- Ian Begley, ESPN Staff Writer
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BROOKLYN, N.Y. -- Carmelo Anthony saw the despair and devastation around his city in the wake of Hurricane Sandy and wanted to help.
So the New York Knicks' star took a break from basketball Thursday and went back to the Red Hook neighborhood of Brooklyn, one of many areas hit hard by last week's hurricane, to hand out boxes of food and housing supplies to those in need.
"I wanted to step up to the forefront," Anthony said to a small group of reporters on the scene. "We all know what Sandy did to our city, especially to Brooklyn, and to Red Hook, with us being right here on the water. It hit us pretty bad, so I feel like I'm the face of Red Hook and I wanted to come back and give back to the place I grew up."
In conjunction with the Carmelo Anthony Foundation, Feed the Children and Metro Ministries, Anthony delivered 500 boxes filled with food and cleaning supplies to a housing project on Columbia Avenue, a block away from where he lived as a child in Red Hook.
Some residents of the surrounding projects say they have been without electricity or heat since the storm hit last Sunday.
"Sometimes it feels like we're the forgotten borough, the forgotten neighborhood," said Red Hook resident Vanessa Bernard, who has been without power since last Sunday. "This is uplifting. Some families don't have much at all, and it's really difficult. Anything helps, and to do this is uplifting."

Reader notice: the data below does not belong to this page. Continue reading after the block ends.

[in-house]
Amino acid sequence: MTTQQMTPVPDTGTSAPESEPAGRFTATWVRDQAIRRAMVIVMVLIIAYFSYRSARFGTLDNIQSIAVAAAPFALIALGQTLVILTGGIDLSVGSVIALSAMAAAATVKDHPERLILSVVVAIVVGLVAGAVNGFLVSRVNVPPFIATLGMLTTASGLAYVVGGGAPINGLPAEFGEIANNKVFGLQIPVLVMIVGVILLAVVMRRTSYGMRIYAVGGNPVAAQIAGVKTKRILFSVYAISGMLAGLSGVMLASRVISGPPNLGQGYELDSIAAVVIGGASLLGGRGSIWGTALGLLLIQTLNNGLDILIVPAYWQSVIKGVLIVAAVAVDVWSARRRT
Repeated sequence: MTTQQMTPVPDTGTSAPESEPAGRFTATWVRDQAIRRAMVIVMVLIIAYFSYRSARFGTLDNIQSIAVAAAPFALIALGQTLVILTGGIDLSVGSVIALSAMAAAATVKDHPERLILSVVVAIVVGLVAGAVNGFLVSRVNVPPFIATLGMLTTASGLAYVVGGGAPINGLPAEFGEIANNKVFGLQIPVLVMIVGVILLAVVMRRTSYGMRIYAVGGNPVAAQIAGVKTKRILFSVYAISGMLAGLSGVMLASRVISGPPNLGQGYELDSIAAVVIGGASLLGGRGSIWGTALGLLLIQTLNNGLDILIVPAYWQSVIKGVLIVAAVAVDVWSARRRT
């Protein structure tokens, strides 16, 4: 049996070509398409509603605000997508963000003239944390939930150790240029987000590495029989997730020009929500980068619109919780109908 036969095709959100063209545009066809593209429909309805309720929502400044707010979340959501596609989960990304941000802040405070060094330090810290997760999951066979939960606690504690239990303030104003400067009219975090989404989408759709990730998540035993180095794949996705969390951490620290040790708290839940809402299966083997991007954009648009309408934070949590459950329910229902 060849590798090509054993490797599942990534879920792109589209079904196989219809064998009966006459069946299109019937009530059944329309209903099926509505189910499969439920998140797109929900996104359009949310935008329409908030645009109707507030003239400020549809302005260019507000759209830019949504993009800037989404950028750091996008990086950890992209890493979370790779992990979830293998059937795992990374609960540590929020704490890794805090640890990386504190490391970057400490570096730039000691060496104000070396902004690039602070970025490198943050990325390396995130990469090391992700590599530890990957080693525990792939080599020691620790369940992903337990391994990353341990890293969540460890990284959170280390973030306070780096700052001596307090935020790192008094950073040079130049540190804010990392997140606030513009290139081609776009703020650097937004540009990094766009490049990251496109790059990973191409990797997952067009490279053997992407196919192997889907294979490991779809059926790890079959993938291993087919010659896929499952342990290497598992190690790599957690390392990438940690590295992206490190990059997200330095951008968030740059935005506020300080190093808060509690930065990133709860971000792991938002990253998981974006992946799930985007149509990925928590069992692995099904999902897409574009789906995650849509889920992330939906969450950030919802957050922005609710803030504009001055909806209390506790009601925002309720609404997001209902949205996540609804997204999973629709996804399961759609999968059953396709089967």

"We just wanted to provide a temporary relief," Justice Anthony, Carmelo's brother, said.
That's what Carmelo Anthony and the foundations did for Vincent Perez.
Perez had been unable to get to work due to the transportation system closures after the storm. He said he was running out of food and was concerned Thursday about from where his next meal would come.
"This a blessing because I have nothing," he said after receiving a box of food and housing supplies from Carmelo Anthony. "I have no power, no heat and I was running out of clean clothes. This is a great relief."
To Carmelo Anthony, it was a "no-brainer" to return to the community he grew up in and deliver goods to families affected by Sandy.
"I'm one of them, I was once one of them," he said. "I grew up running around with a lot of the older guys as a little kid, so for me to come back and to help and give out house supplies and things like that, that's the least I can do, especially at a time like this."
Ian Begley is a regular contributor to ESPNNewYork.com.
5dSteve Ilardi and Jeremias Engelmann